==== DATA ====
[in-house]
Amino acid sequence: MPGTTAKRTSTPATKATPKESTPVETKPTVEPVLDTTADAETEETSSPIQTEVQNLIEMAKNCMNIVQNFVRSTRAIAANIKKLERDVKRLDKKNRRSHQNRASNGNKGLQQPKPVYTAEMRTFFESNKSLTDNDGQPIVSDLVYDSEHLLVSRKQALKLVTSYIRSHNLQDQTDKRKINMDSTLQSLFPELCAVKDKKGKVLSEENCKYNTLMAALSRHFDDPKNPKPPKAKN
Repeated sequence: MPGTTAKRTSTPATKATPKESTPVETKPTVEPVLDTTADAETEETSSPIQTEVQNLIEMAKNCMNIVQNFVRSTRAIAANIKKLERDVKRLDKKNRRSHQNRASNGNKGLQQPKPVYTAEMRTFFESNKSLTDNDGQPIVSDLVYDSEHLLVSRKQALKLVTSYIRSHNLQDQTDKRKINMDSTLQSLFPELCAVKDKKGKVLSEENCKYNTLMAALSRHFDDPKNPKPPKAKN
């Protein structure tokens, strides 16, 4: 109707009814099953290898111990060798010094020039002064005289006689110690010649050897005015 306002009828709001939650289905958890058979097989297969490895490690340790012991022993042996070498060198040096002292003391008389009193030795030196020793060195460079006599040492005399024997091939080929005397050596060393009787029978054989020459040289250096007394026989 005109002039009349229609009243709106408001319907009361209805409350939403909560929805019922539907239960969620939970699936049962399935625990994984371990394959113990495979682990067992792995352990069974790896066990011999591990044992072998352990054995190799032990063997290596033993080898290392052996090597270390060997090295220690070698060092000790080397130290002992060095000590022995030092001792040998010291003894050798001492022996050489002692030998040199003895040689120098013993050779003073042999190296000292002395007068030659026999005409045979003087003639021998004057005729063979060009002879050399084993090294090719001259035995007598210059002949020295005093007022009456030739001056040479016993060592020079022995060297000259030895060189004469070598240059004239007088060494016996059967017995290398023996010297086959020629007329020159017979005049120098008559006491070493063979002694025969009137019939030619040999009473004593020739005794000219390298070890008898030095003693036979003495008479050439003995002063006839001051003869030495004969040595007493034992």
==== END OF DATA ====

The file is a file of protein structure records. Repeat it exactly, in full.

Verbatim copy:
[in-house]
Amino acid sequence: MPGTTAKRTSTPATKATPKESTPVETKPTVEPVLDTTADAETEETSSPIQTEVQNLIEMAKNCMNIVQNFVRSTRAIAANIKKLERDVKRLDKKNRRSHQNRASNGNKGLQQPKPVYTAEMRTFFESNKSLTDNDGQPIVSDLVYDSEHLLVSRKQALKLVTSYIRSHNLQDQTDKRKINMDSTLQSLFPELCAVKDKKGKVLSEENCKYNTLMAALSRHFDDPKNPKPPKAKN
Repeated sequence: MPGTTAKRTSTPATKATPKESTPVETKPTVEPVLDTTADAETEETSSPIQTEVQNLIEMAKNCMNIVQNFVRSTRAIAANIKKLERDVKRLDKKNRRSHQNRASNGNKGLQQPKPVYTAEMRTFFESNKSLTDNDGQPIVSDLVYDSEHLLVSRKQALKLVTSYIRSHNLQDQTDKRKINMDSTLQSLFPELCAVKDKKGKVLSEENCKYNTLMAALSRHFDDPKNPKPPKAKN
């Protein structure tokens, strides 16, 4: 109707009814099953290898111990060798010094020039002064005289006689110690010649050897005015 306002009828709001939650289905958890058979097989297969490895490690340790012991022993042996070498060198040096002292003391008389009193030795030196020793060195460079006599040492005399024997091939080929005397050596060393009787029978054989020459040289250096007394026989 005109002039009349229609009243709106408001319907009361209805409350939403909560929805019922539907239960969620939970699936049962399935625990994984371990394959113990495979682990067992792995352990069974790896066990011999591990044992072998352990054995190799032990063997290596033993080898290392052996090597270390060997090295220690070698060092000790080397130290002992060095000590022995030092001792040998010291003894050798001492022996050489002692030998040199003895040689120098013993050779003073042999190296000292002395007068030659026999005409045979003087003639021998004057005729063979060009002879050399084993090294090719001259035995007598210059002949020295005093007022009456030739001056040479016993060592020079022995060297000259030895060189004469070598240059004239007088060494016996059967017995290398023996010297086959020629007329020159017979005049120098008559006491070493063979002694025969009137019939030619040999009473004593020739005794000219390298070890008898030095003693036979003495008479050439003995002063006839001051003869030495004969040595007493034992």